Nike sparks outrage with new advertisement campaign

Yoni Mesfein

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Former 49ers player, Colin Kaepernick preparing for his game against the Green Bay Packers. Photo by Mike Morbeck.

Photo credit to Mike Morbeck

Former 49ers player, Colin Kaepernick preparing for his game against the Green Bay Packers. Photo by Mike Morbeck.


The global sportswear powerhouse, Nike, has received much backlash in the past few weeks in response to their newest “Just Do It” campaign. The campaign’s commercial sparked a substantial amount of attention.

The advertisement shows a stern Colin Kaepernick staring into the the camera with text over his face that reads, “Believe in something even if it means sacrificing everything.” The words are a direct reference to Kaepernick leading a protest against police brutality and injustice by kneeling during the national anthem before his games for the football team, the San Francisco 49ers. Those protests eventually led to no team wanting to sign Kaepernick the following season.

Nike, who has established itself as being a socially aware company, with their recent “Equality” advertisements and annual Black History Month campaign, didn’t view this issue any differently. Consequently, these actions have caused the same backlash that Kaepernick’s did a year ago.

New videos have surfaced since the new ad roll-out. Many show angry customers burning their Nike shoes and clothing. Additionally, social media rants have emerged on how the brand has disrespected the country and should be run out of business.

Although there is some pushback from customers, Nike’s sales have gone up 31% since the ad released, showing the public that there are many who stand behind both Kaepernick and Nike.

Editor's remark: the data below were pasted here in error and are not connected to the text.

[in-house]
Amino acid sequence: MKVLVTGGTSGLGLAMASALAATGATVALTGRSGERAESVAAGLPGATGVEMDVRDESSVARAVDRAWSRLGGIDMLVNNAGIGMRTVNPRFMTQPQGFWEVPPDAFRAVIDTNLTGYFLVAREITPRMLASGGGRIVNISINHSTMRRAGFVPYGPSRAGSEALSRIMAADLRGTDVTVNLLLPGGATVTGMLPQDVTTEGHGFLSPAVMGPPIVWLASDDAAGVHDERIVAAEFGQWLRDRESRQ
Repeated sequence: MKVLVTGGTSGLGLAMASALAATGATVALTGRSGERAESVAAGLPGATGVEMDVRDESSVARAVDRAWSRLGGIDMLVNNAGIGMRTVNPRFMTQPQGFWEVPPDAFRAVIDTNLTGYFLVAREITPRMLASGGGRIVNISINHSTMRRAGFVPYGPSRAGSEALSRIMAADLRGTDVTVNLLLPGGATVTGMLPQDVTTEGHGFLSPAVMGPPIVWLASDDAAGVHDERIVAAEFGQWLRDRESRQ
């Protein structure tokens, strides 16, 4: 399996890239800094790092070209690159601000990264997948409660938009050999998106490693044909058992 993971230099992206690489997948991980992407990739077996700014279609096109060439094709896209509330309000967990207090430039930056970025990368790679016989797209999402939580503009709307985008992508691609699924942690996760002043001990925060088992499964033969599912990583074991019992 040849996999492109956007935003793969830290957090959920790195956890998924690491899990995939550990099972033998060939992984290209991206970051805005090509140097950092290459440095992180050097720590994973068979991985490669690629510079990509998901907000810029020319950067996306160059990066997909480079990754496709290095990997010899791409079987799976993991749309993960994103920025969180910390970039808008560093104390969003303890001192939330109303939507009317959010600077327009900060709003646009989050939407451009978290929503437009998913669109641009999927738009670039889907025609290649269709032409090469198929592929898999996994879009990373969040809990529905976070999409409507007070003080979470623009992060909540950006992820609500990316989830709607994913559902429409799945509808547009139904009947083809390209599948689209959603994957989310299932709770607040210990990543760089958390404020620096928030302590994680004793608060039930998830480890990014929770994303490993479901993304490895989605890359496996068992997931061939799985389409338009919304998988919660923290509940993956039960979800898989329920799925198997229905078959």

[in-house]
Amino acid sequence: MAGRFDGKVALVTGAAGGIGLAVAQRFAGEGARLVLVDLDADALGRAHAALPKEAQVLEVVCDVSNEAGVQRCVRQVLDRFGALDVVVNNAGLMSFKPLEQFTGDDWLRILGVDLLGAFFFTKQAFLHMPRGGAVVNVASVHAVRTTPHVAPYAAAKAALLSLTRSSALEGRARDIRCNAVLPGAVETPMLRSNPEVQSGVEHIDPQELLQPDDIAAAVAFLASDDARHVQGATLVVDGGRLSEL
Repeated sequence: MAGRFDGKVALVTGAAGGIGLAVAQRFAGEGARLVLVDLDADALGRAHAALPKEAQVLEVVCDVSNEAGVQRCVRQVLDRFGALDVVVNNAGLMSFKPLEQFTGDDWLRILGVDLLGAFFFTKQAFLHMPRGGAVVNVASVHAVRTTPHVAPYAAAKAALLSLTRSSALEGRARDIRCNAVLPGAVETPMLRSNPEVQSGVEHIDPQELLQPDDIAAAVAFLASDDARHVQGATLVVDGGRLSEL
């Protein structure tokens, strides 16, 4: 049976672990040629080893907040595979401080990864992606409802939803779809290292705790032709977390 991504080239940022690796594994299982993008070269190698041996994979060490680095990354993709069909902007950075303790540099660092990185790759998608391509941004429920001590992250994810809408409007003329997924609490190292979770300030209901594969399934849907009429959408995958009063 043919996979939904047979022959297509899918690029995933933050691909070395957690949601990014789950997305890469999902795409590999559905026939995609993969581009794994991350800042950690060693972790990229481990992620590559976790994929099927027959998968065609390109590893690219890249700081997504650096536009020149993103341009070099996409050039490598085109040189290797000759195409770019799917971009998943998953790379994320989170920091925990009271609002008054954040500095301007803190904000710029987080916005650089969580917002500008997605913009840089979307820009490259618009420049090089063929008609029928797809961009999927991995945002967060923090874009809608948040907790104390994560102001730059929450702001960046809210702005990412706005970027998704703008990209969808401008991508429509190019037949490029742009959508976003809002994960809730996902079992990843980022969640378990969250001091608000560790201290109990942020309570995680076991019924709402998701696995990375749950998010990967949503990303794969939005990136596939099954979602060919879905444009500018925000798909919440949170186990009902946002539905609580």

WJ students have split opinions, and senior Donny Campuzano sides with the people who believe the issue has gone too far and become something bigger than it should be.

“We need to stop dividing our country even further apart, the NFL was split when Kaepernick kneeled for the anthem, now  the spectrum has been widened from a big name brand being involved,” Campuzano said. “Right now we need to band together. I believe it was a bad move for Nike.”

At the same time, there are students at WJ who strongly stand in support of the athletic wear powerhouse’s decision. Senior Emilia Tozola is one of those supporters.

“I think that Nike’s sponsorship is a great thing because it shows that Kaepernick kneeling for the anthem extends further than just the NFL,” Toloza said. “By Nike, a popular brand for all types of people, taking a stance on the issue, they prove the severity and reality that is life in the United States for minorities.”

Regardless of your opinion on the matter, Nike has been very purposeful with the moves they have been making and whatever their next one is, it should be interesting.